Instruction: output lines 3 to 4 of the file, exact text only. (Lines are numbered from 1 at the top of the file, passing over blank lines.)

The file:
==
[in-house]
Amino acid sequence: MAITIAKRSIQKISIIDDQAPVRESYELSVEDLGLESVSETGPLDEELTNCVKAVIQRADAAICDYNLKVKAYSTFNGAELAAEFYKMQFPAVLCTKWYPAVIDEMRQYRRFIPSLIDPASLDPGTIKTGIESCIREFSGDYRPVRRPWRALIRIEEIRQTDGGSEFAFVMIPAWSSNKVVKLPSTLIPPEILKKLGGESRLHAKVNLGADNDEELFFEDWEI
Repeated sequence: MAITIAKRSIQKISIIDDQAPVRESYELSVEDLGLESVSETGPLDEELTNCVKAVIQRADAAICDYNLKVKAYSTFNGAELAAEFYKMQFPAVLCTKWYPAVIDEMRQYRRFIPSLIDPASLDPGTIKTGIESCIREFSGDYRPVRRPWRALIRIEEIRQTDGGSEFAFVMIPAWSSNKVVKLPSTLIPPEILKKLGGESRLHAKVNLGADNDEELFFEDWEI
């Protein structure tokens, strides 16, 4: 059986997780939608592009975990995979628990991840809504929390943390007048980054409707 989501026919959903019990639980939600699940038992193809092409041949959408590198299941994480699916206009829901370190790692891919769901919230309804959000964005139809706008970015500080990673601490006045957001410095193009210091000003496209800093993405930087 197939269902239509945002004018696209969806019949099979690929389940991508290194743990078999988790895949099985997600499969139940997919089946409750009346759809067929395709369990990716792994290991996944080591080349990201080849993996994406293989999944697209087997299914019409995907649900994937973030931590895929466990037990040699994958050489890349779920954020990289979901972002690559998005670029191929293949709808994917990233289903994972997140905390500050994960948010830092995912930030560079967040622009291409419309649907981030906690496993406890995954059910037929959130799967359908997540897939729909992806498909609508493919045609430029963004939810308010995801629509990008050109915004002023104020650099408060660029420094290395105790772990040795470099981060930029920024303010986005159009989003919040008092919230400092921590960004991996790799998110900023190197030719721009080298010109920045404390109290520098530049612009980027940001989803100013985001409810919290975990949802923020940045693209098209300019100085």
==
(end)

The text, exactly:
Repeated sequence: MAITIAKRSIQKISIIDDQAPVRESYELSVEDLGLESVSETGPLDEELTNCVKAVIQRADAAICDYNLKVKAYSTFNGAELAAEFYKMQFPAVLCTKWYPAVIDEMRQYRRFIPSLIDPASLDPGTIKTGIESCIREFSGDYRPVRRPWRALIRIEEIRQTDGGSEFAFVMIPAWSSNKVVKLPSTLIPPEILKKLGGESRLHAKVNLGADNDEELFFEDWEI
């Protein structure tokens, strides 16, 4: 059986997780939608592009975990995979628990991840809504929390943390007048980054409707 989501026919959903019990639980939600699940038992193809092409041949959408590198299941994480699916206009829901370190790692891919769901919230309804959000964005139809706008970015500080990673601490006045957001410095193009210091000003496209800093993405930087 197939269902239509945002004018696209969806019949099979690929389940991508290194743990078999988790895949099985997600499969139940997919089946409750009346759809067929395709369990990716792994290991996944080591080349990201080849993996994406293989999944697209087997299914019409995907649900994937973030931590895929466990037990040699994958050489890349779920954020990289979901972002690559998005670029191929293949709808994917990233289903994972997140905390500050994960948010830092995912930030560079967040622009291409419309649907981030906690496993406890995954059910037929959130799967359908997540897939729909992806498909609508493919045609430029963004939810308010995801629509990008050109915004002023104020650099408060660029420094290395105790772990040795470099981060930029920024303010986005159009989003919040008092919230400092921590960004991996790799998110900023190197030719721009080298010109920045404390109290520098530049612009980027940001989803100013985001409810919290975990949802923020940045693209098209300019100085």